Chickenpox infection in pregnant women can lead to severe maternal illness (e.g. pneumonia, hepatitis and encephalitis) and is five times more likely to be fatal than in non-pregnant women and at least 20 times more likely to be fatal than in children.1,15,16 Death from chickenpox in pregnant women usually results from respiratory disease. It is estimated that 5% to 20% of pregnant women with chickenpox develop pneumonia, and the risk is higher if varicella-zoster is contracted during the third trimester of pregnancy.3,14 Pregnant women with varicella pneumonia should be given intravenous aciclovir therapy, which reduces mortality related to varicella pneumonia nearly 4-fold.
Although most women who have chickenpox in pregnancy give birth to healthy children, in other cases the baby is harmed by in-utero infection or severe chickenpox of the newborn.15,16 The risks for the foetus and neonate of varicella infection in the mother depend on the timing. If the onset of chickenpox in the mother is from 5 days before delivery to 2 days after delivery, an estimated 17% to 30% of the newborns contract severe chickenpox infection because of the lack of maternal antibodies to protect the neonate and the relative immaturity of the neonatal immune system.2,3 Before varicella-zoster immunoglobulin was available, the risk of death among neonates born to mothers with the onset of rash up to 4 days before delivery was 31%; this fell to 7% or less after use of the immunoglobulin became routine in this situation.3
When chickenpox occurs earlier during pregnancy, transmission can occur, but is usually asymptomatic; interestingly, some infants and children subsequently develop shingles, without a history of symptomatic chickenpox, after intra-uterine exposure to the varicella-zoster virus.18,19 Shingles in the mother has no known adverse effect on the foetus. This is because the foetus passively acquires, and is protected by, the mother’s anti-varicella antibodies produced in response to her initial chickenpox infection.15 In contrast, chickenpox has teratogenic potential and is associated with low birth weight.1-3,12,14-18 When a non-immune pregnant woman contracts chickenpox during the first 2 trimesters, a rare but serious multi-system foetal anomaly called the congenital varicella syndrome can occur (incidence of about 1%; 1.4% with maternal infection in the second trimester versus 0.55% in the first trimester), with potentially numerous malformations, most notably areas of skin loss or scarring, hypoplasia of the limbs, neurological defects, growth retardation and eye diseases. Lesions typically follow one or several nerve territories, suggesting that the damage does not occur at the time of initial foetal infection with the virus, but results from a subsequent shingles reactivation in-utero (i.e. congenital varicella syndrome can be considered similar to shingles in‑utero).1,12,15,16
Mortality is high; of the neonates born with congenital varicella syndrome, nearly 30% die within the first few months of life.18 Primary prevention of congenital varicella syndrome consists of effective vaccination of the mother before conception, while secondary prevention involves the use of varicella-zoster immunoglobulin in susceptible pregnant women after exposure.
Pharmacists should be actively involved in promoting recommended immunisation schedules among the whole population, from infants to the elderly.
PROFESSOR GREGORY PETERSON MPS is Deputy Dean (Research), Faculty of Health and Co- Director, Health Services Innovation Tasmania, School of Medicine, University of Tasmania and a community pharmacist.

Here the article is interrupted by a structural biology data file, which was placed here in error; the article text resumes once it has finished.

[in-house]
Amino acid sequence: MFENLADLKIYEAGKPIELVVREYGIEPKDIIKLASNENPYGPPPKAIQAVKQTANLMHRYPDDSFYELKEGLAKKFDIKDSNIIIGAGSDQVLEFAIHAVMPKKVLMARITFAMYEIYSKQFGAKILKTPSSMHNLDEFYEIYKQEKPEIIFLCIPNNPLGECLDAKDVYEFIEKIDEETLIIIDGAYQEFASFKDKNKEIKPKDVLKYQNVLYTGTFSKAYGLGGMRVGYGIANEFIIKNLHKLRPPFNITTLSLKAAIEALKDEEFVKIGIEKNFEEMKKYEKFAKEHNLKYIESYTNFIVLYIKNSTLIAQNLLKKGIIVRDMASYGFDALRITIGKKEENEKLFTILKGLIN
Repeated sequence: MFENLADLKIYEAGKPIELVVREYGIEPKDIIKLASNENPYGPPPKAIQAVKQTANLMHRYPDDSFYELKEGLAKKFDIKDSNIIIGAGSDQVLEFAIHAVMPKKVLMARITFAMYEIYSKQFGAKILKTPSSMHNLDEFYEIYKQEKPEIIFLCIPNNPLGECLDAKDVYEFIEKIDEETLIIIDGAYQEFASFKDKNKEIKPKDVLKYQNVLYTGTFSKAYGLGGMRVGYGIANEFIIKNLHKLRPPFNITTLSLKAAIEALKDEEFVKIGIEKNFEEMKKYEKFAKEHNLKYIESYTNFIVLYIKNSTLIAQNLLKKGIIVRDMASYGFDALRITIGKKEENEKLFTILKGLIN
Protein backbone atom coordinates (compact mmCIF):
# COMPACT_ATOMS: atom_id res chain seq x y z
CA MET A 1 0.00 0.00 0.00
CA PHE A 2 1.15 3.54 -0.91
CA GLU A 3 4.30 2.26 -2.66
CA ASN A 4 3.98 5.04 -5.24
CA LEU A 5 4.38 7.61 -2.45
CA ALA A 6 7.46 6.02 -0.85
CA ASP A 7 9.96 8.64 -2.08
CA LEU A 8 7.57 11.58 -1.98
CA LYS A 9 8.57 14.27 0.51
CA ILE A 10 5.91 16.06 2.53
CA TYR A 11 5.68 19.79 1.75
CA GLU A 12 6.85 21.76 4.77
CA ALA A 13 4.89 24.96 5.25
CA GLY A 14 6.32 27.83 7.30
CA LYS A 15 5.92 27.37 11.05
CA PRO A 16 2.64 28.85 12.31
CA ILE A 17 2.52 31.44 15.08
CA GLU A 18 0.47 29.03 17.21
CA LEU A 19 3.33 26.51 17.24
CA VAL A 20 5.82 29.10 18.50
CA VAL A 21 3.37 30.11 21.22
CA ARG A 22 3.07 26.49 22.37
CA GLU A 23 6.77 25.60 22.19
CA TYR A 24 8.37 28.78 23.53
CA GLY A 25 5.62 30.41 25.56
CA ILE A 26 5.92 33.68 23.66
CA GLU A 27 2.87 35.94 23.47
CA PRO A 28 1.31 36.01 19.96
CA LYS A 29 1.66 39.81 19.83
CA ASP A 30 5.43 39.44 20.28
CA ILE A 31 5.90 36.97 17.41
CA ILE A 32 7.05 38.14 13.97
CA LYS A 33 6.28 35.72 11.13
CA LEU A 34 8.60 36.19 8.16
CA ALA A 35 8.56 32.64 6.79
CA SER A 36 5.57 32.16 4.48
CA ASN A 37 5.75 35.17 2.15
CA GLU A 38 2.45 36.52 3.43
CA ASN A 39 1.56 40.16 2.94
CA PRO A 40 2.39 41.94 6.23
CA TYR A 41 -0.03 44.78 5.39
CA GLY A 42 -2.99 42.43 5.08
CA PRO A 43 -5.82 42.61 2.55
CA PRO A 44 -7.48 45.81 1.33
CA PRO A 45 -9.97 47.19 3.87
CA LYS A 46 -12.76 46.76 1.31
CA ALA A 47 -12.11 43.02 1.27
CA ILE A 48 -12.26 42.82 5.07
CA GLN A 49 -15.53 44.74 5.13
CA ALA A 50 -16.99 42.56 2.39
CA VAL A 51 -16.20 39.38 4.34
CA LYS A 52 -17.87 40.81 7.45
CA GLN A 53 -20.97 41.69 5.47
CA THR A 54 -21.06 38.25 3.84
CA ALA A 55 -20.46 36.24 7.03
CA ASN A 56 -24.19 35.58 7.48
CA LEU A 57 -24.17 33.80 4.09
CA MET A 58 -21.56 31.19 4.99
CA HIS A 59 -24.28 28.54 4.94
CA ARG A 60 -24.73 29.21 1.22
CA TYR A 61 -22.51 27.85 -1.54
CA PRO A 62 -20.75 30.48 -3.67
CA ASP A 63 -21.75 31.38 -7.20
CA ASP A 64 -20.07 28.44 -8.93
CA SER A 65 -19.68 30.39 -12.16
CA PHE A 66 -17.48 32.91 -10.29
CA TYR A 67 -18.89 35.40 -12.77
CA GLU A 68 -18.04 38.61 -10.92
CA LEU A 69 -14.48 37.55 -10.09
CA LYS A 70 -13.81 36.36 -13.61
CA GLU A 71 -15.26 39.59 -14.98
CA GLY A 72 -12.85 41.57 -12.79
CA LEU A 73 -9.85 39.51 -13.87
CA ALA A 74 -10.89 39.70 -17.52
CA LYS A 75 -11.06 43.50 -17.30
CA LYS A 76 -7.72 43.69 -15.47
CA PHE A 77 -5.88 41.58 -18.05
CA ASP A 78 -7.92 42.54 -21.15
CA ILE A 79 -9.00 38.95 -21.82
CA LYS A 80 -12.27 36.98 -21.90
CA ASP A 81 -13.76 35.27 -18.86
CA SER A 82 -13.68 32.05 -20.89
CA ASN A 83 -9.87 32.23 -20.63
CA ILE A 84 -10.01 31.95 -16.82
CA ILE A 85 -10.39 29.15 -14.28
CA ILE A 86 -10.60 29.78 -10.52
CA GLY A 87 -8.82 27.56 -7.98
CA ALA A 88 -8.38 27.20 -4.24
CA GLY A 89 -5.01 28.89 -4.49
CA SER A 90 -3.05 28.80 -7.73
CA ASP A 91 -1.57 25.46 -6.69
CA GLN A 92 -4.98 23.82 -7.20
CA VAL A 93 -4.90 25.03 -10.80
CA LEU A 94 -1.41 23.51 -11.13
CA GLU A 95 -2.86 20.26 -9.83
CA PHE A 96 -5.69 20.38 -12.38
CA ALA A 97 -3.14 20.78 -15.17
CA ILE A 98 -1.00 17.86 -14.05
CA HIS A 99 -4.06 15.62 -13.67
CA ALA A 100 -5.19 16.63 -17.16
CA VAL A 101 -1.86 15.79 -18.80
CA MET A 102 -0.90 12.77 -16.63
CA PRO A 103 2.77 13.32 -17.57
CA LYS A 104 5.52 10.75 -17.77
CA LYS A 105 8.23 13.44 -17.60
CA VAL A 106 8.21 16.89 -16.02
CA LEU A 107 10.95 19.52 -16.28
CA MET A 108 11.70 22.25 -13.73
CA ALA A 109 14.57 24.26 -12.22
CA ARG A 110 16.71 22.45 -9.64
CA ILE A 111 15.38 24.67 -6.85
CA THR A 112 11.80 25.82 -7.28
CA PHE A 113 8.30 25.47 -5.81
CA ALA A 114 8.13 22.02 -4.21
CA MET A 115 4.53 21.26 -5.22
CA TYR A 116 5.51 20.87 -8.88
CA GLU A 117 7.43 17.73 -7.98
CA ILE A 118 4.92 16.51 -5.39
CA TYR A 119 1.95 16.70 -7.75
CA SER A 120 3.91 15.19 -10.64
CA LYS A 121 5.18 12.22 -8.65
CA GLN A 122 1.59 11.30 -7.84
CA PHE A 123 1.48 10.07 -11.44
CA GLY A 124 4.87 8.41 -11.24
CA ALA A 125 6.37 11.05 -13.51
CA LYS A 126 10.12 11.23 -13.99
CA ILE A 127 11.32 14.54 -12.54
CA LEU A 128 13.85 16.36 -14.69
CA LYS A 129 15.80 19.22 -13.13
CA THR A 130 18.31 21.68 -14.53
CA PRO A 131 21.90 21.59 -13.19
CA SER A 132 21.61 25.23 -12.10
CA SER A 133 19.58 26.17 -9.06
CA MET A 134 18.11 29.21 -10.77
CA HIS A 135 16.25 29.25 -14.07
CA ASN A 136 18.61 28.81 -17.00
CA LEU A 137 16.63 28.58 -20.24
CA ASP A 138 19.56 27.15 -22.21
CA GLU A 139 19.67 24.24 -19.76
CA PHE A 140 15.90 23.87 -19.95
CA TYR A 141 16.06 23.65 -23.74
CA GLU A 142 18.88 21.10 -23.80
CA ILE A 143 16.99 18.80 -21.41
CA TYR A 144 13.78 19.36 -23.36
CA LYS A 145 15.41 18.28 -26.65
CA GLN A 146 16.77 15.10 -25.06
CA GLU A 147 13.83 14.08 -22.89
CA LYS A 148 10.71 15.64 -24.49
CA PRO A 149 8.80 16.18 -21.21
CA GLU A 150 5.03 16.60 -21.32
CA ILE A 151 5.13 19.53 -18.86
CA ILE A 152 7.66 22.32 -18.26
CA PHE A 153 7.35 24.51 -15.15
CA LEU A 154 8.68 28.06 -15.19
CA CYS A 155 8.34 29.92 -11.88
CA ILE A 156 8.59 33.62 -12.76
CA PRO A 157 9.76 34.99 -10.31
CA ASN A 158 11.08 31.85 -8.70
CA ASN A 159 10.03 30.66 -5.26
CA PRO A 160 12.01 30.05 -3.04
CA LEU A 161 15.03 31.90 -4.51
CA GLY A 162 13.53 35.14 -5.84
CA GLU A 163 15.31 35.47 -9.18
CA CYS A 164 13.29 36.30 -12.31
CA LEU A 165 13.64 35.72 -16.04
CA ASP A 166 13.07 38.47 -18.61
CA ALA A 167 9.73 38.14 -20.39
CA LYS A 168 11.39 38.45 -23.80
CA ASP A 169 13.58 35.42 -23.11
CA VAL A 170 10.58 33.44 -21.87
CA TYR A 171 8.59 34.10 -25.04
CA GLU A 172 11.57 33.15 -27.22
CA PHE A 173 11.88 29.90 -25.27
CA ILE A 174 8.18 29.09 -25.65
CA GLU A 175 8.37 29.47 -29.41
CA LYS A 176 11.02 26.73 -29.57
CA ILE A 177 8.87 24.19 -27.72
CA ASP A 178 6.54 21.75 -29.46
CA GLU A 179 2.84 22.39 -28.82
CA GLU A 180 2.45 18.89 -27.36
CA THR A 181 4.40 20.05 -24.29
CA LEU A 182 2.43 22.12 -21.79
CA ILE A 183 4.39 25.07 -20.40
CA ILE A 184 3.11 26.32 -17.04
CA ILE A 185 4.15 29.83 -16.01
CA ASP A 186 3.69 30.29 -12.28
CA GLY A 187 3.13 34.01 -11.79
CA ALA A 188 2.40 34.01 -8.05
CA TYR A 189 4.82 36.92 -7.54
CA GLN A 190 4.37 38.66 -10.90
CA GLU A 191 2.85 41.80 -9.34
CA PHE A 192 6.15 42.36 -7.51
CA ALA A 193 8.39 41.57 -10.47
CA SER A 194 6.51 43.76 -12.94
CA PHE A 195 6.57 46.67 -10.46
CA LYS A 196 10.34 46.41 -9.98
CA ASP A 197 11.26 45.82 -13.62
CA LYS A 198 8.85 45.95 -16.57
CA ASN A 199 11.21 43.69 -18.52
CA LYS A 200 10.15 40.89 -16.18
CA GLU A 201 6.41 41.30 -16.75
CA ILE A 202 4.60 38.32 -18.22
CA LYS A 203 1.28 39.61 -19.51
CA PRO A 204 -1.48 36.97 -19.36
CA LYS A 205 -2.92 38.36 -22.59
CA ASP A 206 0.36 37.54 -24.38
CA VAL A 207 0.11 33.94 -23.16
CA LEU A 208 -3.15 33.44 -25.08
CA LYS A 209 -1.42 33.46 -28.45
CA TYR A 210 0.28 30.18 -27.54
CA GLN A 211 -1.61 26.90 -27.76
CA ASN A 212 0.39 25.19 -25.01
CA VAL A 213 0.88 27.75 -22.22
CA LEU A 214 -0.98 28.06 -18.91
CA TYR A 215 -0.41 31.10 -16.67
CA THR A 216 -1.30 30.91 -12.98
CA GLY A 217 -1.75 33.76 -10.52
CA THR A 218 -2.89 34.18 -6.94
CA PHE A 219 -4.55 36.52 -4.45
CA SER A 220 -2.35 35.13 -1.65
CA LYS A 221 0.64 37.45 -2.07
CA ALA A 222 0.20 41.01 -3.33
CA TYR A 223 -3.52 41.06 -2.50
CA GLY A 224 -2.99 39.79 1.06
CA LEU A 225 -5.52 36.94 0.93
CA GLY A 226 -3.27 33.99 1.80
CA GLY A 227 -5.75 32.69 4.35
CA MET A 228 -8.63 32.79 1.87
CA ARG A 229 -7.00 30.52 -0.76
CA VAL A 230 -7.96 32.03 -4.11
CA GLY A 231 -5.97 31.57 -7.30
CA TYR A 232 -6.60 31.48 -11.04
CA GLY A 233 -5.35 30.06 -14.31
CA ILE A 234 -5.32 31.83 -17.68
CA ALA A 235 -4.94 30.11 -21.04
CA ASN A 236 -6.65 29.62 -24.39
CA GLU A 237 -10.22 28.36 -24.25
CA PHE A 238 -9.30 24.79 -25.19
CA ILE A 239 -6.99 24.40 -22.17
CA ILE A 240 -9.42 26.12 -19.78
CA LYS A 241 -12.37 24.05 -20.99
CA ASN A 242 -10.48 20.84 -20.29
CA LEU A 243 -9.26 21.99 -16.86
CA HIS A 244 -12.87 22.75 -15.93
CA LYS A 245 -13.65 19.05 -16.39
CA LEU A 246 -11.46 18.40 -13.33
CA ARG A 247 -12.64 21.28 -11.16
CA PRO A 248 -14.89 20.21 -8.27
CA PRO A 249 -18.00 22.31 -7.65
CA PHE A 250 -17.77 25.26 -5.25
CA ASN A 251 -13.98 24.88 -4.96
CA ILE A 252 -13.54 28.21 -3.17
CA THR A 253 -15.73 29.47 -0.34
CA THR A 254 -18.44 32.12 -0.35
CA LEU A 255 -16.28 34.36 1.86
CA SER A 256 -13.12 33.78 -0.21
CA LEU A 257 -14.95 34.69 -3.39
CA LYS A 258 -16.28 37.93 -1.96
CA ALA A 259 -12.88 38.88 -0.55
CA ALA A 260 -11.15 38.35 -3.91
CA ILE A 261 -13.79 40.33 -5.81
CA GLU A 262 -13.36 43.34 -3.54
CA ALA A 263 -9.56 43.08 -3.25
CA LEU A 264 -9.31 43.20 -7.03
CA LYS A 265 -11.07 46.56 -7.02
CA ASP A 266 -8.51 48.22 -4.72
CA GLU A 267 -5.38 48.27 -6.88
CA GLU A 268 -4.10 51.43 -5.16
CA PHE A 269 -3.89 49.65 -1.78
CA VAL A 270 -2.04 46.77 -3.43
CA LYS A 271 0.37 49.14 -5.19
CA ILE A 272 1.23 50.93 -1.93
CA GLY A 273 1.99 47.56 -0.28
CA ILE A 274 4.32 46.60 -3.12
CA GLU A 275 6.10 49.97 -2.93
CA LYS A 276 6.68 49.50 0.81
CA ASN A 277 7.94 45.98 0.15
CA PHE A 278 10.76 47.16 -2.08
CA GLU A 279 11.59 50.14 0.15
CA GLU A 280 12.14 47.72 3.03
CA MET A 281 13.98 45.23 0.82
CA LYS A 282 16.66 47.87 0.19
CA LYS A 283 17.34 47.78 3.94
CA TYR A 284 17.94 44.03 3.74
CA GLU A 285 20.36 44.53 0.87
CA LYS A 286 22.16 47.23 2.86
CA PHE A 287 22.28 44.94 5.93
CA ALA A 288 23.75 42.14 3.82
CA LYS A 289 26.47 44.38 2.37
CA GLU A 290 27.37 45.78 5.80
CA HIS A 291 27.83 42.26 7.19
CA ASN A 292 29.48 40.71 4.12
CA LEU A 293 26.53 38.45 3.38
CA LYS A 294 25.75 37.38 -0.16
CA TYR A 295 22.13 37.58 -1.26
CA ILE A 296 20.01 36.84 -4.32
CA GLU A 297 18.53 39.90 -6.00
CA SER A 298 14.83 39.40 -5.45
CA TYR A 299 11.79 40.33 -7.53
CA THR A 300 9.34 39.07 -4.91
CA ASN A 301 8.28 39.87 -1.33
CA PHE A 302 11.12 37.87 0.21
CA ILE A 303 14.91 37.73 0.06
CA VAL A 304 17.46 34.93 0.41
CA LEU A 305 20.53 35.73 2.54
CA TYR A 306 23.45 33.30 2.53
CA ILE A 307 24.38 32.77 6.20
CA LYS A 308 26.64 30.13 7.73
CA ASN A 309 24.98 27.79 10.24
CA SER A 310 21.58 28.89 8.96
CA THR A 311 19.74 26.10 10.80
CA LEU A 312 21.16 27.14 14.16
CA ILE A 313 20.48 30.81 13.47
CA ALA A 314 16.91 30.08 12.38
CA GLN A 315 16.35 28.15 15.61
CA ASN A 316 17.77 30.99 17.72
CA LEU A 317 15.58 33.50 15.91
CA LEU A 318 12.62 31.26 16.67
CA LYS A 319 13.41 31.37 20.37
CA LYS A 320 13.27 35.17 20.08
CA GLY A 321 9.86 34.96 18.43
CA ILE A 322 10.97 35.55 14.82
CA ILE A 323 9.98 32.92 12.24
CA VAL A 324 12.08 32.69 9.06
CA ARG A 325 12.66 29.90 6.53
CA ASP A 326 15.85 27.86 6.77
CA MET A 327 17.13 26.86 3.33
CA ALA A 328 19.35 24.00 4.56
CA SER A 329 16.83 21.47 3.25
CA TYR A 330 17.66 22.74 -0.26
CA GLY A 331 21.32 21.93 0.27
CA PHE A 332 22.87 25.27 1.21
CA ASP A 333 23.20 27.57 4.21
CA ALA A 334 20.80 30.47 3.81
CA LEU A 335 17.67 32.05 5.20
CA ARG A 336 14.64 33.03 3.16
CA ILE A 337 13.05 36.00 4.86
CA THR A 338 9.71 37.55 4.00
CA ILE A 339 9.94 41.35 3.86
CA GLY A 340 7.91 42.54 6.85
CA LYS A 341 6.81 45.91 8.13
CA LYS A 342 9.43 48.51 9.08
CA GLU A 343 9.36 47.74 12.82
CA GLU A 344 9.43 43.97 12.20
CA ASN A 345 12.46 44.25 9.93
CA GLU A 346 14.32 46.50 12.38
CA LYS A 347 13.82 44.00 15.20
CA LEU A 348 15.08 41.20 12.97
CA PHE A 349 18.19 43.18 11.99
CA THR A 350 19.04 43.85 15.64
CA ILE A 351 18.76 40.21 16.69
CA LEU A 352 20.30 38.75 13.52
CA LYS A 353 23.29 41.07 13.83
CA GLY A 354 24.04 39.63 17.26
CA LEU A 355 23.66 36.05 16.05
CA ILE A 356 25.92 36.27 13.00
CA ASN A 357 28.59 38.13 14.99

- Cohen A, Moschopoulos P, Stiehm RE, et al. Congenital varicella syndrome: the evidence for secondary prevention with varicella-zoster immune globulin. CMAJ 2011;183(2):204-8.
- The Australian Immunisation Handbook, 10th edition, 2015: Commonwealth of Australia (http://www.immunise.health.gov.au/internet/immunise/publishing.nsf/Content/Handbook10-home)
- Gardella C, Brown ZA. Managing varicella zoster infection in pregnancy. Cleve Clin J Med 2007;74(4):290-6.
- National Centre for Immunisation Research & Surveillance (NCIRS). Zoster vaccine for Australian adults: information for immunisation providers. NCIRS Fact sheet: July 2015. http://ncirs.edu.au/assets/provider_ resources/fact-sheets/zoster-vaccine-fact-sheet.pdf
- Department of Health, Australian Government. National Immunisation Program Schedule (From November 2016). Commonwealth of Australia. http://www.immunise.health.gov.au/internet/immunise/publishing.nsf/Content/national-immunisation-program-schedule
- Wehrhahn MC, Dwyer DE. Herpes zoster: epidemiology, clinical features, treatment and prevention. Aust Prescr 2012;35:143-7.
- Herpes zoster: antiviral therapy [Published November 2014]. In: eTG March 2016 edition. Melbourne: Therapeutic Guidelines Limited.
- Wollina U, Machetanz J. Herpes zoster and postherpetic neuralgia. Hautarzt 2016;67(8):653-665.
- Erskine N, Tran H, Levin L, et al. A systematic review and meta-analysis on herpes zoster and the risk of cardiac and cerebrovascular events. PLoS One 2017;12(7):e0181565.
- Marra F, Ruckenstein J, Richardson K. A meta-analysis of stroke risk following herpes zoster infection. BMC Infect Dis 2017;17(1):198.
- Minassian C, Thomas SL, Smeeth L, et al. Acute cardiovascular events after herpes zoster: a self-controlled case series analysis in vaccinated and unvaccinated older residents of the United States. PLoS Med 2015;12(12):e1001919.
- Royal College of Obstetricians and Gynaecologists. Chickenpox in pregnancy. Green-top Guideline No. 13. January 2015.
- Varicella (chicken pox) [Published November 2014]. In: eTG March 2016 edition. Melbourne: Therapeutic Guidelines Limited.
- Shrim A, Koren G, Yudin MH, et al. Management of varicella infection (chickenpox) in pregnanc J Obstet Gynaecol Can 2012;34(3):287-92.
- Chickenpox, pregnancy and the newborn: a follow-up. Drug Ther Bull 2005;43(12):94-5.
- Chickenpox, pregnancy and the newborn. Drug Ther Bull 2005;43(9):69-72.
- Department of Health, Government of South Australia. South Australian Perinatal Practice Guideline. Varicella-zoster (chickenpox) in pregnancy clinical guideline. South Australian Maternal & Neonatal Clinical Network, 2015, ISBN: 978-1-74243-751-4.
- Ahn KH, Park YJ, Hong SC, et al. Congenital varicella syndrome: A systematic review. J Obstet Gynaecol 2016;36(5):563-6.